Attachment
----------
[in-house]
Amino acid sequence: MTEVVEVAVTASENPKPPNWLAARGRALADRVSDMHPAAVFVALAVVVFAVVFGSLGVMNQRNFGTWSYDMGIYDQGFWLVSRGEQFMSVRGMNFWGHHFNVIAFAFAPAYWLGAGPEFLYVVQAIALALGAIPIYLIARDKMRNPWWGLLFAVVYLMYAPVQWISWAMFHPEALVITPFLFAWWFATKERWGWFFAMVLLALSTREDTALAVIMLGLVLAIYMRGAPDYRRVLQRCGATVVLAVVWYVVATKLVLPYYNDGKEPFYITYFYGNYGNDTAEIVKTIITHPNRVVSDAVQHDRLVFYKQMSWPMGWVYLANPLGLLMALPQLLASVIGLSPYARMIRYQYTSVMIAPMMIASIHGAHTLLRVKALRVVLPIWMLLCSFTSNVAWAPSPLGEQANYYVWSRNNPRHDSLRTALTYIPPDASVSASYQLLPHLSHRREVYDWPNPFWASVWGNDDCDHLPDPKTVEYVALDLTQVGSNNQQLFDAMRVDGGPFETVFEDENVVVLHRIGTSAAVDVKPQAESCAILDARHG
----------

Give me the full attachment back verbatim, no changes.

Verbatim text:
[in-house]
Amino acid sequence: MTEVVEVAVTASENPKPPNWLAARGRALADRVSDMHPAAVFVALAVVVFAVVFGSLGVMNQRNFGTWSYDMGIYDQGFWLVSRGEQFMSVRGMNFWGHHFNVIAFAFAPAYWLGAGPEFLYVVQAIALALGAIPIYLIARDKMRNPWWGLLFAVVYLMYAPVQWISWAMFHPEALVITPFLFAWWFATKERWGWFFAMVLLALSTREDTALAVIMLGLVLAIYMRGAPDYRRVLQRCGATVVLAVVWYVVATKLVLPYYNDGKEPFYITYFYGNYGNDTAEIVKTIITHPNRVVSDAVQHDRLVFYKQMSWPMGWVYLANPLGLLMALPQLLASVIGLSPYARMIRYQYTSVMIAPMMIASIHGAHTLLRVKALRVVLPIWMLLCSFTSNVAWAPSPLGEQANYYVWSRNNPRHDSLRTALTYIPPDASVSASYQLLPHLSHRREVYDWPNPFWASVWGNDDCDHLPDPKTVEYVALDLTQVGSNNQQLFDAMRVDGGPFETVFEDENVVVLHRIGTSAAVDVKPQAESCAILDARHG